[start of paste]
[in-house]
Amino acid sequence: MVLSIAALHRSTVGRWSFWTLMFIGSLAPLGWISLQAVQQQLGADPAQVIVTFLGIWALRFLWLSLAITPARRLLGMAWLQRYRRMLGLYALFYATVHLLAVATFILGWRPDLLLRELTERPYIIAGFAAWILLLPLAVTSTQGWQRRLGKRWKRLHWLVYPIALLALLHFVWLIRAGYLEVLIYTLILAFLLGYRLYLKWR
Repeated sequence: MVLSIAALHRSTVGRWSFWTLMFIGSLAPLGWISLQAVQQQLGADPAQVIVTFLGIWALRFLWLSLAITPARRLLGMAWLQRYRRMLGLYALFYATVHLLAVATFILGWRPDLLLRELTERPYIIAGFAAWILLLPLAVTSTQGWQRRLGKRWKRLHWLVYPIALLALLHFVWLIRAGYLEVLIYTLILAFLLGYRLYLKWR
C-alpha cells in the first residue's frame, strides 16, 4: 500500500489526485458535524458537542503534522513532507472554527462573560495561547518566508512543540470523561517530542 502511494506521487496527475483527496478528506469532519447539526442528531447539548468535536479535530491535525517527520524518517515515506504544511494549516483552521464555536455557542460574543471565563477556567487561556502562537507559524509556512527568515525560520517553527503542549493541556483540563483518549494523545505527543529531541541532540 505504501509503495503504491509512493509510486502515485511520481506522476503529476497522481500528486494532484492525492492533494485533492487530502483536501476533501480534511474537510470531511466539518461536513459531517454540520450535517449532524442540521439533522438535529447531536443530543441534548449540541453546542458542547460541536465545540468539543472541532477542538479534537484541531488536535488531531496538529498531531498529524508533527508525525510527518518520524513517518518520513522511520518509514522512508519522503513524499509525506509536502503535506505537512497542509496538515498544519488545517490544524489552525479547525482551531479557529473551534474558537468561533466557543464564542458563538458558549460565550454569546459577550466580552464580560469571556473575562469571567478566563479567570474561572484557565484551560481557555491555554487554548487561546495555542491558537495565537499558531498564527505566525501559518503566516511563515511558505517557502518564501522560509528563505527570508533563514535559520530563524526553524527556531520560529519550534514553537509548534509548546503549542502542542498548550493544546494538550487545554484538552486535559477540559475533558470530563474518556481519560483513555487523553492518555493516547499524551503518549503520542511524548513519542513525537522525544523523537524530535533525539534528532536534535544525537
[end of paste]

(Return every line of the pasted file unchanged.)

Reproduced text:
[in-house]
Amino acid sequence: MVLSIAALHRSTVGRWSFWTLMFIGSLAPLGWISLQAVQQQLGADPAQVIVTFLGIWALRFLWLSLAITPARRLLGMAWLQRYRRMLGLYALFYATVHLLAVATFILGWRPDLLLRELTERPYIIAGFAAWILLLPLAVTSTQGWQRRLGKRWKRLHWLVYPIALLALLHFVWLIRAGYLEVLIYTLILAFLLGYRLYLKWR
Repeated sequence: MVLSIAALHRSTVGRWSFWTLMFIGSLAPLGWISLQAVQQQLGADPAQVIVTFLGIWALRFLWLSLAITPARRLLGMAWLQRYRRMLGLYALFYATVHLLAVATFILGWRPDLLLRELTERPYIIAGFAAWILLLPLAVTSTQGWQRRLGKRWKRLHWLVYPIALLALLHFVWLIRAGYLEVLIYTLILAFLLGYRLYLKWR
C-alpha cells in the first residue's frame, strides 16, 4: 500500500489526485458535524458537542503534522513532507472554527462573560495561547518566508512543540470523561517530542 502511494506521487496527475483527496478528506469532519447539526442528531447539548468535536479535530491535525517527520524518517515515506504544511494549516483552521464555536455557542460574543471565563477556567487561556502562537507559524509556512527568515525560520517553527503542549493541556483540563483518549494523545505527543529531541541532540 505504501509503495503504491509512493509510486502515485511520481506522476503529476497522481500528486494532484492525492492533494485533492487530502483536501476533501480534511474537510470531511466539518461536513459531517454540520450535517449532524442540521439533522438535529447531536443530543441534548449540541453546542458542547460541536465545540468539543472541532477542538479534537484541531488536535488531531496538529498531531498529524508533527508525525510527518518520524513517518518520513522511520518509514522512508519522503513524499509525506509536502503535506505537512497542509496538515498544519488545517490544524489552525479547525482551531479557529473551534474558537468561533466557543464564542458563538458558549460565550454569546459577550466580552464580560469571556473575562469571567478566563479567570474561572484557565484551560481557555491555554487554548487561546495555542491558537495565537499558531498564527505566525501559518503566516511563515511558505517557502518564501522560509528563505527570508533563514535559520530563524526553524527556531520560529519550534514553537509548534509548546503549542502542542498548550493544546494538550487545554484538552486535559477540559475533558470530563474518556481519560483513555487523553492518555493516547499524551503518549503520542511524548513519542513525537522525544523523537524530535533525539534528532536534535544525537